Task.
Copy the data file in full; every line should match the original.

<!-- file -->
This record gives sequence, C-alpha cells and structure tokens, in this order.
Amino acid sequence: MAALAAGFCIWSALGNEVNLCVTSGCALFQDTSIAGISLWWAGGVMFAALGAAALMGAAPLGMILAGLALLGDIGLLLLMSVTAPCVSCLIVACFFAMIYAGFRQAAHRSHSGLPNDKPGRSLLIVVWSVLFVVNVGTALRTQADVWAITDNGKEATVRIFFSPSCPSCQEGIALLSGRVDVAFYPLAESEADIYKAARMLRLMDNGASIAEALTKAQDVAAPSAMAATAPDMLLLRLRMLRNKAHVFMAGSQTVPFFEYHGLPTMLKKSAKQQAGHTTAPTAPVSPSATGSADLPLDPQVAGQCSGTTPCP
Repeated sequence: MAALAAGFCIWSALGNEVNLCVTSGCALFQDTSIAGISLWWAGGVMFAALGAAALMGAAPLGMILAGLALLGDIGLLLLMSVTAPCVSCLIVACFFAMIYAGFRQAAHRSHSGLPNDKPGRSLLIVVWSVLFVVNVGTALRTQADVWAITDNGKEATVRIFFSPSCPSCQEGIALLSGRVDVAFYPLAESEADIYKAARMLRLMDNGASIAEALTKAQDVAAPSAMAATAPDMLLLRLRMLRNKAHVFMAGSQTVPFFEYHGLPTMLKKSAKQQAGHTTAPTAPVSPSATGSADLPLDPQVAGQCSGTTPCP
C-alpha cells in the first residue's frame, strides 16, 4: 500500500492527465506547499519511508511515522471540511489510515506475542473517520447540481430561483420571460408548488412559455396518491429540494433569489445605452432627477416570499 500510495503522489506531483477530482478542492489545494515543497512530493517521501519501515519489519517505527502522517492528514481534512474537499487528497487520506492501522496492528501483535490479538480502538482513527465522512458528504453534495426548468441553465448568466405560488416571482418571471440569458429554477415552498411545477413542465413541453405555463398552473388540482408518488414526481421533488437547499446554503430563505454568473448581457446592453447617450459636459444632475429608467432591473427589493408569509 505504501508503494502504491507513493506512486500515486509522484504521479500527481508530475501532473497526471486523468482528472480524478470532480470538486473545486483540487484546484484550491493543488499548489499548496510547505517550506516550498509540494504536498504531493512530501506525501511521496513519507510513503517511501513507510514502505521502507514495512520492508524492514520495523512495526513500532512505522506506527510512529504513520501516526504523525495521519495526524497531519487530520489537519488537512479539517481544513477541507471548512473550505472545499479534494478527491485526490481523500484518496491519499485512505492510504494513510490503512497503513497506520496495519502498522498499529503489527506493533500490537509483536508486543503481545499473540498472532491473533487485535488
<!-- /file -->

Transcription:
This record gives sequence, C-alpha cells and structure tokens, in this order.
Amino acid sequence: MAALAAGFCIWSALGNEVNLCVTSGCALFQDTSIAGISLWWAGGVMFAALGAAALMGAAPLGMILAGLALLGDIGLLLLMSVTAPCVSCLIVACFFAMIYAGFRQAAHRSHSGLPNDKPGRSLLIVVWSVLFVVNVGTALRTQADVWAITDNGKEATVRIFFSPSCPSCQEGIALLSGRVDVAFYPLAESEADIYKAARMLRLMDNGASIAEALTKAQDVAAPSAMAATAPDMLLLRLRMLRNKAHVFMAGSQTVPFFEYHGLPTMLKKSAKQQAGHTTAPTAPVSPSATGSADLPLDPQVAGQCSGTTPCP
Repeated sequence: MAALAAGFCIWSALGNEVNLCVTSGCALFQDTSIAGISLWWAGGVMFAALGAAALMGAAPLGMILAGLALLGDIGLLLLMSVTAPCVSCLIVACFFAMIYAGFRQAAHRSHSGLPNDKPGRSLLIVVWSVLFVVNVGTALRTQADVWAITDNGKEATVRIFFSPSCPSCQEGIALLSGRVDVAFYPLAESEADIYKAARMLRLMDNGASIAEALTKAQDVAAPSAMAATAPDMLLLRLRMLRNKAHVFMAGSQTVPFFEYHGLPTMLKKSAKQQAGHTTAPTAPVSPSATGSADLPLDPQVAGQCSGTTPCP
C-alpha cells in the first residue's frame, strides 16, 4: 500500500492527465506547499519511508511515522471540511489510515506475542473517520447540481430561483420571460408548488412559455396518491429540494433569489445605452432627477416570499 500510495503522489506531483477530482478542492489545494515543497512530493517521501519501515519489519517505527502522517492528514481534512474537499487528497487520506492501522496492528501483535490479538480502538482513527465522512458528504453534495426548468441553465448568466405560488416571482418571471440569458429554477415552498411545477413542465413541453405555463398552473388540482408518488414526481421533488437547499446554503430563505454568473448581457446592453447617450459636459444632475429608467432591473427589493408569509 505504501508503494502504491507513493506512486500515486509522484504521479500527481508530475501532473497526471486523468482528472480524478470532480470538486473545486483540487484546484484550491493543488499548489499548496510547505517550506516550498509540494504536498504531493512530501506525501511521496513519507510513503517511501513507510514502505521502507514495512520492508524492514520495523512495526513500532512505522506506527510512529504513520501516526504523525495521519495526524497531519487530520489537519488537512479539517481544513477541507471548512473550505472545499479534494478527491485526490481523500484518496491519499485512505492510504494513510490503512497503513497506520496495519502498522498499529503489527506493533500490537509483536508486543503481545499473540498472532491473533487485535488